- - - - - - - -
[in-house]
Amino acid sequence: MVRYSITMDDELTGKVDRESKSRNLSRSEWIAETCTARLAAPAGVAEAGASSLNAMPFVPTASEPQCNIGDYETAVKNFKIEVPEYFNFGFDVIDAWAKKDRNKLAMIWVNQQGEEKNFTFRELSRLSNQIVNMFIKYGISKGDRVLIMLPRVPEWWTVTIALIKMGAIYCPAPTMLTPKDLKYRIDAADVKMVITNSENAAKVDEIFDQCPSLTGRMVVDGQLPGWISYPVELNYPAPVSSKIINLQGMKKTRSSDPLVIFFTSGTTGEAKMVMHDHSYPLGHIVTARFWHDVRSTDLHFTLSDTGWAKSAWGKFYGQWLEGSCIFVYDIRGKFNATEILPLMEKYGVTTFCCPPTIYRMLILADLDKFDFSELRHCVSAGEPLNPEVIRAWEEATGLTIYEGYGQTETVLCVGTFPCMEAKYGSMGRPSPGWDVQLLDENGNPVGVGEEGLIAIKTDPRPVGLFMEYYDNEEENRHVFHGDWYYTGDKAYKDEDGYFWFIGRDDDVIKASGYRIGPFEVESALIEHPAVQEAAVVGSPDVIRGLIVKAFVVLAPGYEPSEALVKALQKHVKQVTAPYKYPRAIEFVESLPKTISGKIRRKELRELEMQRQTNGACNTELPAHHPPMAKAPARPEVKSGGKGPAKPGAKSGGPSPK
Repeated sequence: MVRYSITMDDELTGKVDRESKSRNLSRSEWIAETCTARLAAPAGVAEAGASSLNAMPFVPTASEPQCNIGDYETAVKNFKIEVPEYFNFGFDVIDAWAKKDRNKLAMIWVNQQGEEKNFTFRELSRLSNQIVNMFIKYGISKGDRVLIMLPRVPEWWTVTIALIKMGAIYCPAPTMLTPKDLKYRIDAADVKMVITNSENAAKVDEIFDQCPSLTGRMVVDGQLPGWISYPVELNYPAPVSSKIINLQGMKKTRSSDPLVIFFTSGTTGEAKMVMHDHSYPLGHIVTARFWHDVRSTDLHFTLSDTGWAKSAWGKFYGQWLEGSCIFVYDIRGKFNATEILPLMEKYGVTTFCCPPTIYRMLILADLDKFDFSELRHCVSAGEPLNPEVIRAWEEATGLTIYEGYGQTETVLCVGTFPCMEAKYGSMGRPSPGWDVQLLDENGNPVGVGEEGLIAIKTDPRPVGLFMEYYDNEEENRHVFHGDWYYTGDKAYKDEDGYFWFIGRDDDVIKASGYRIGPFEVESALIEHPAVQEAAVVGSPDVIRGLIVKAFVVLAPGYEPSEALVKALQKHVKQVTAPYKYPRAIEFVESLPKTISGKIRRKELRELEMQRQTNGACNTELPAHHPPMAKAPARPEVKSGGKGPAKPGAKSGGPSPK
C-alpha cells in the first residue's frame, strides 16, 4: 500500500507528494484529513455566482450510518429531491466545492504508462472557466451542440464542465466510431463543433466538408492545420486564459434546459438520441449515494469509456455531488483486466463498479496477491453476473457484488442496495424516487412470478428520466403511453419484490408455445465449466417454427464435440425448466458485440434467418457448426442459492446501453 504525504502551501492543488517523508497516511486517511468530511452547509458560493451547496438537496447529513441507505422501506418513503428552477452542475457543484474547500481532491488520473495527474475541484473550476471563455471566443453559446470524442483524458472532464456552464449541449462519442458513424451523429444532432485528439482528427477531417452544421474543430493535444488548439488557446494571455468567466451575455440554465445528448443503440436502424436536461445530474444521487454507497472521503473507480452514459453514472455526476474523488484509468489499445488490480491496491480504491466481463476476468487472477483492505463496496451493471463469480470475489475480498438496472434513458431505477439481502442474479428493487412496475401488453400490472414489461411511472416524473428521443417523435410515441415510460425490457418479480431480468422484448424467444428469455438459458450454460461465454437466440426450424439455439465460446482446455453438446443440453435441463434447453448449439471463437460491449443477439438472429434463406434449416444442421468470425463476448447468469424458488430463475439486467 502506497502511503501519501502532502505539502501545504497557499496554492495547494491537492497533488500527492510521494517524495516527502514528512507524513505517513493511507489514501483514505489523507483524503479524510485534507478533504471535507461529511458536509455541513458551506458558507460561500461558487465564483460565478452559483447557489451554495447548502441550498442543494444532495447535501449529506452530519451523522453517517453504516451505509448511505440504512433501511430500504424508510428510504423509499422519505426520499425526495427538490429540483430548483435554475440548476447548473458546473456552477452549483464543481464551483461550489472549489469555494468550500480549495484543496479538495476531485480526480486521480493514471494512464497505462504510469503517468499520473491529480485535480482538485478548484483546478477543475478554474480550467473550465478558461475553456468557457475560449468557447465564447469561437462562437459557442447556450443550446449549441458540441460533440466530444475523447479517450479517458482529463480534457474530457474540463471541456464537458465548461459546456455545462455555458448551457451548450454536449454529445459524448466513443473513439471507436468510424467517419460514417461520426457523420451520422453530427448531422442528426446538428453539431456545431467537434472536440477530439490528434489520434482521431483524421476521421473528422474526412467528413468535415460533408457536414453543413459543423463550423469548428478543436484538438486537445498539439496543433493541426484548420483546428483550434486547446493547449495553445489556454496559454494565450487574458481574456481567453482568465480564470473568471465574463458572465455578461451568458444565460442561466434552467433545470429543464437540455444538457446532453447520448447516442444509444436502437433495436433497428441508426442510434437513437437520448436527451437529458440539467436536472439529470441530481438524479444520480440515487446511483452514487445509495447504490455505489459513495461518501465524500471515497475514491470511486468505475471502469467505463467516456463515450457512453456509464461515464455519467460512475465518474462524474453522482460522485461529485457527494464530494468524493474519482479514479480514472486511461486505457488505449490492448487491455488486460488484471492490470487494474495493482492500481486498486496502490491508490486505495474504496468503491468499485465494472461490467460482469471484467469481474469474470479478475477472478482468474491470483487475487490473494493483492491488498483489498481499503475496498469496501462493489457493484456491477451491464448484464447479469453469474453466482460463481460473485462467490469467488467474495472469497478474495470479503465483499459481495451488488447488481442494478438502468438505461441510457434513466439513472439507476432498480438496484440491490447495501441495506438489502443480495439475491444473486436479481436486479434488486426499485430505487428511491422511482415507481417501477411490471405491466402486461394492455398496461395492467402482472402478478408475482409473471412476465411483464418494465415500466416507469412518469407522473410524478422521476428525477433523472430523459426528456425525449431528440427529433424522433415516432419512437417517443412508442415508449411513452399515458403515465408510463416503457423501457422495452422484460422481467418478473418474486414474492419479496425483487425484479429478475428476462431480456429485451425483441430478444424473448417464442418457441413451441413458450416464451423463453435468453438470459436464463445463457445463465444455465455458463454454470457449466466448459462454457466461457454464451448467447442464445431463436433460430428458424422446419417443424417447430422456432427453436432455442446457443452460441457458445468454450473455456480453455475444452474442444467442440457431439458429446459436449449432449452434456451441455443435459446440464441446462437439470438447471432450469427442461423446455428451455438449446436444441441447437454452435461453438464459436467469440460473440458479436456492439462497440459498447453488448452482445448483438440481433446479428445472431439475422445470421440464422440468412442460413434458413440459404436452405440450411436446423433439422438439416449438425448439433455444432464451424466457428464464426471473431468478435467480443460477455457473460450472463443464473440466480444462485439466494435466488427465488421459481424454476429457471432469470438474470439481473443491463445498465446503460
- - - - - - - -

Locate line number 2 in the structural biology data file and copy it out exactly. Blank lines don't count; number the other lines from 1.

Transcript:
Amino acid sequence: MVRYSITMDDELTGKVDRESKSRNLSRSEWIAETCTARLAAPAGVAEAGASSLNAMPFVPTASEPQCNIGDYETAVKNFKIEVPEYFNFGFDVIDAWAKKDRNKLAMIWVNQQGEEKNFTFRELSRLSNQIVNMFIKYGISKGDRVLIMLPRVPEWWTVTIALIKMGAIYCPAPTMLTPKDLKYRIDAADVKMVITNSENAAKVDEIFDQCPSLTGRMVVDGQLPGWISYPVELNYPAPVSSKIINLQGMKKTRSSDPLVIFFTSGTTGEAKMVMHDHSYPLGHIVTARFWHDVRSTDLHFTLSDTGWAKSAWGKFYGQWLEGSCIFVYDIRGKFNATEILPLMEKYGVTTFCCPPTIYRMLILADLDKFDFSELRHCVSAGEPLNPEVIRAWEEATGLTIYEGYGQTETVLCVGTFPCMEAKYGSMGRPSPGWDVQLLDENGNPVGVGEEGLIAIKTDPRPVGLFMEYYDNEEENRHVFHGDWYYTGDKAYKDEDGYFWFIGRDDDVIKASGYRIGPFEVESALIEHPAVQEAAVVGSPDVIRGLIVKAFVVLAPGYEPSEALVKALQKHVKQVTAPYKYPRAIEFVESLPKTISGKIRRKELRELEMQRQTNGACNTELPAHHPPMAKAPARPEVKSGGKGPAKPGAKSGGPSPK